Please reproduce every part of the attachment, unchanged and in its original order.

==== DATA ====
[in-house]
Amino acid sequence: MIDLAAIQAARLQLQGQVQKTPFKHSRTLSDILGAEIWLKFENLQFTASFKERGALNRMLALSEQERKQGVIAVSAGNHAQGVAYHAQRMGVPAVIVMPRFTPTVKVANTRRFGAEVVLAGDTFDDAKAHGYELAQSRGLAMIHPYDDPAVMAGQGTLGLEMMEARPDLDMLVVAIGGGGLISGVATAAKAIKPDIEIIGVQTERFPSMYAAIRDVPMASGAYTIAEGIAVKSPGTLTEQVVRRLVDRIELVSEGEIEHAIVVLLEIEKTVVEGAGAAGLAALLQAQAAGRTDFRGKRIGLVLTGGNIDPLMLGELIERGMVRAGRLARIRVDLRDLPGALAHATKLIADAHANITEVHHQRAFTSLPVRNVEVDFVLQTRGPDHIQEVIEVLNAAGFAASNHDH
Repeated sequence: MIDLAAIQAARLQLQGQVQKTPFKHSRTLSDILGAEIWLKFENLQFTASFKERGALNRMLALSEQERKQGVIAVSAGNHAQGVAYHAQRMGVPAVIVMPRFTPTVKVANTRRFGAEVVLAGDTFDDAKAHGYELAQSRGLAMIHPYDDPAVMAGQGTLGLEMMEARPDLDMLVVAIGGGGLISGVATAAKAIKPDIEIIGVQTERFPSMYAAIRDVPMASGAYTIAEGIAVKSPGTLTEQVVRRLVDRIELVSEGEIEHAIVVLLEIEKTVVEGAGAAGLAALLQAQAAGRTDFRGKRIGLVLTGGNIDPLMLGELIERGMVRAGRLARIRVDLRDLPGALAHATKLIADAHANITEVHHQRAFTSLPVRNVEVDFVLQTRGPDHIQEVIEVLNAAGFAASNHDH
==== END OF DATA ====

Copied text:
[in-house]
Amino acid sequence: MIDLAAIQAARLQLQGQVQKTPFKHSRTLSDILGAEIWLKFENLQFTASFKERGALNRMLALSEQERKQGVIAVSAGNHAQGVAYHAQRMGVPAVIVMPRFTPTVKVANTRRFGAEVVLAGDTFDDAKAHGYELAQSRGLAMIHPYDDPAVMAGQGTLGLEMMEARPDLDMLVVAIGGGGLISGVATAAKAIKPDIEIIGVQTERFPSMYAAIRDVPMASGAYTIAEGIAVKSPGTLTEQVVRRLVDRIELVSEGEIEHAIVVLLEIEKTVVEGAGAAGLAALLQAQAAGRTDFRGKRIGLVLTGGNIDPLMLGELIERGMVRAGRLARIRVDLRDLPGALAHATKLIADAHANITEVHHQRAFTSLPVRNVEVDFVLQTRGPDHIQEVIEVLNAAGFAASNHDH
Repeated sequence: MIDLAAIQAARLQLQGQVQKTPFKHSRTLSDILGAEIWLKFENLQFTASFKERGALNRMLALSEQERKQGVIAVSAGNHAQGVAYHAQRMGVPAVIVMPRFTPTVKVANTRRFGAEVVLAGDTFDDAKAHGYELAQSRGLAMIHPYDDPAVMAGQGTLGLEMMEARPDLDMLVVAIGGGGLISGVATAAKAIKPDIEIIGVQTERFPSMYAAIRDVPMASGAYTIAEGIAVKSPGTLTEQVVRRLVDRIELVSEGEIEHAIVVLLEIEKTVVEGAGAAGLAALLQAQAAGRTDFRGKRIGLVLTGGNIDPLMLGELIERGMVRAGRLARIRVDLRDLPGALAHATKLIADAHANITEVHHQRAFTSLPVRNVEVDFVLQTRGPDHIQEVIEVLNAAGFAASNHDH